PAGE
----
Early in the week I finished Barack Obama’s presidential memoir, A Promised Land. Obama really is a good writer.
Then I read Rob Bell’s newest book, Everything is Spiritual, which I liked a lot. Bell writes:
I’ve had a sense since I was young
that there’s more going on here, that
the world is not a cold, dead place,
that it’s alive in some compelling and
This book is about that sense. I’ve tried
to listen to it, and follow it, and trust it.
It’s been devastating at times, intoxicating
at others, heartbreaking and maddening
and euphoric――how do you make sense
of this experience we’re having here on
this ball of rock hurtling through space
at 67,000 miles an hour?
There are big questions: Everything
is made of particles and atoms, and the
universe has been expanding for thirteen
And then there are those other questions, about the people and places and
events that have shaped us.
HOWEVER MASSIVE AND
COSMIC IT ALL IS, IT’S ALSO
REALLY, REALLY PERSONAL.
THAT’S THE WORD FOR IT.
I finished Rob Bell’s book in a couple of days and am now reading Digital Minimalism by Cal Newport. This is book is excellent. Highly recommended. The main idea of the book is described on the jacket cover:
Digital minimalists are all around us. They’re the calm, happy people who can hold long conversations without furtive glances at their phones. They can get lost in a good book, a woodworking project, or a leisurely morning run. They can have fun with friends and family without the obsessive urge to document the experience. They stay informed about the news of the day, but don’t feel overwhelmed by it. They don’t experience “fear of missing out” because they already know which activities provide them meaning and satisfaction.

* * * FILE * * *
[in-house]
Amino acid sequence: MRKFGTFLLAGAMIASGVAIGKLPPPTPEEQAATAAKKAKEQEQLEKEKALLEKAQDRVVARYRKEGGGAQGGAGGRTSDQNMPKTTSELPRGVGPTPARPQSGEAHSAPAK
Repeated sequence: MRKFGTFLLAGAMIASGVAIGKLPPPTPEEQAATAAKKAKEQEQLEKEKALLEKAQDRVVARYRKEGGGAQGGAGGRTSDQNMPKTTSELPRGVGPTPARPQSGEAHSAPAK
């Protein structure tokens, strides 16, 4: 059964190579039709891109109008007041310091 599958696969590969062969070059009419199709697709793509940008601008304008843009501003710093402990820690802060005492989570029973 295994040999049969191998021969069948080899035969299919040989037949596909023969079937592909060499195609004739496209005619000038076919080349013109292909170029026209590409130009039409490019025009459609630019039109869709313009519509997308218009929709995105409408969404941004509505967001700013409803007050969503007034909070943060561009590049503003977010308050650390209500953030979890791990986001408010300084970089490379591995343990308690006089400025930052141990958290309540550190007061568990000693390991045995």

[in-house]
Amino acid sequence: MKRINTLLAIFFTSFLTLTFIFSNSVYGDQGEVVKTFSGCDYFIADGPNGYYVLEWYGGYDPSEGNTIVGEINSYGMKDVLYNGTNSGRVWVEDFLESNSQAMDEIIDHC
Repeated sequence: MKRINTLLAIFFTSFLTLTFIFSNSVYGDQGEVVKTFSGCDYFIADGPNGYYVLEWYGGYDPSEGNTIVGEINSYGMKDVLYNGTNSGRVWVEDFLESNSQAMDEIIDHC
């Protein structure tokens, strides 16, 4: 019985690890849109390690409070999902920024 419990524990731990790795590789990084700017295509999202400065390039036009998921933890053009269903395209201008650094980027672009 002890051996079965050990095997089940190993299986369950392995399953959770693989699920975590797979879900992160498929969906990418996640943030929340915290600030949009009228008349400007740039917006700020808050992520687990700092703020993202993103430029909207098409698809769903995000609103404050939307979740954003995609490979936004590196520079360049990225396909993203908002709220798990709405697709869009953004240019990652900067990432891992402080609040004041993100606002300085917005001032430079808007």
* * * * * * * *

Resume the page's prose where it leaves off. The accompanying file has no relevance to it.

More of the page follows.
Newport has some great chapters on the value of practices like solitude and walking and offers lots of practical suggestions on how to become a digital minimalist. This book came at just the right time for me.
Newport references a 7,000 word essay by Andrew Sullivan on this topic: “I Used to Be a Human Being: An endless bombardment of news and gossip and images has rendered us manic information addicts. It broke me. It might break you, too.”
I found this New York Times article deeply thought provoking: “Inside a Battle Over Race, Class, and Power at Smith College.”
And then there’s this on the difficulties and frustrations of the hybrid teaching teachers are being asked to do these days: “Is Hybrid Learning Killing Teaching?”
Here’s this about the fights over charter schools: Opinion | Can We Stop Fighting About Charter Schools? – The New York Times (nytimes.com)